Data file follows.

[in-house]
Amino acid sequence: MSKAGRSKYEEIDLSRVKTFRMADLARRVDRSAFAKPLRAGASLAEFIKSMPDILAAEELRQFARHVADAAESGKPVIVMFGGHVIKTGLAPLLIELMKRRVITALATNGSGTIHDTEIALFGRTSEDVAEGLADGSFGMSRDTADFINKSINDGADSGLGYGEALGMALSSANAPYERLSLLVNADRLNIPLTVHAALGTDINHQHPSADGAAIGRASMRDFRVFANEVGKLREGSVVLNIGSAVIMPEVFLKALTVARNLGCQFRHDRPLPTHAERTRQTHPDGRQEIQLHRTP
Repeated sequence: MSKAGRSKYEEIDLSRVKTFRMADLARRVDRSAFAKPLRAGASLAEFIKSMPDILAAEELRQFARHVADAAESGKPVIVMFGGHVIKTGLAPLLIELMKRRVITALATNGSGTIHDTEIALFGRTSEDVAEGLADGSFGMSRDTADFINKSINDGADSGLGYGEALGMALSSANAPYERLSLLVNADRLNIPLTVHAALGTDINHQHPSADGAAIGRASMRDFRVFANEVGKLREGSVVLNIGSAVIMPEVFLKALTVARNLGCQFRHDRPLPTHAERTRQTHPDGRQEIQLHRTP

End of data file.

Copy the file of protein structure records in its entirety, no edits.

[in-house]
Amino acid sequence: MSKAGRSKYEEIDLSRVKTFRMADLARRVDRSAFAKPLRAGASLAEFIKSMPDILAAEELRQFARHVADAAESGKPVIVMFGGHVIKTGLAPLLIELMKRRVITALATNGSGTIHDTEIALFGRTSEDVAEGLADGSFGMSRDTADFINKSINDGADSGLGYGEALGMALSSANAPYERLSLLVNADRLNIPLTVHAALGTDINHQHPSADGAAIGRASMRDFRVFANEVGKLREGSVVLNIGSAVIMPEVFLKALTVARNLGCQFRHDRPLPTHAERTRQTHPDGRQEIQLHRTP
Repeated sequence: MSKAGRSKYEEIDLSRVKTFRMADLARRVDRSAFAKPLRAGASLAEFIKSMPDILAAEELRQFARHVADAAESGKPVIVMFGGHVIKTGLAPLLIELMKRRVITALATNGSGTIHDTEIALFGRTSEDVAEGLADGSFGMSRDTADFINKSINDGADSGLGYGEALGMALSSANAPYERLSLLVNADRLNIPLTVHAALGTDINHQHPSADGAAIGRASMRDFRVFANEVGKLREGSVVLNIGSAVIMPEVFLKALTVARNLGCQFRHDRPLPTHAERTRQTHPDGRQEIQLHRTP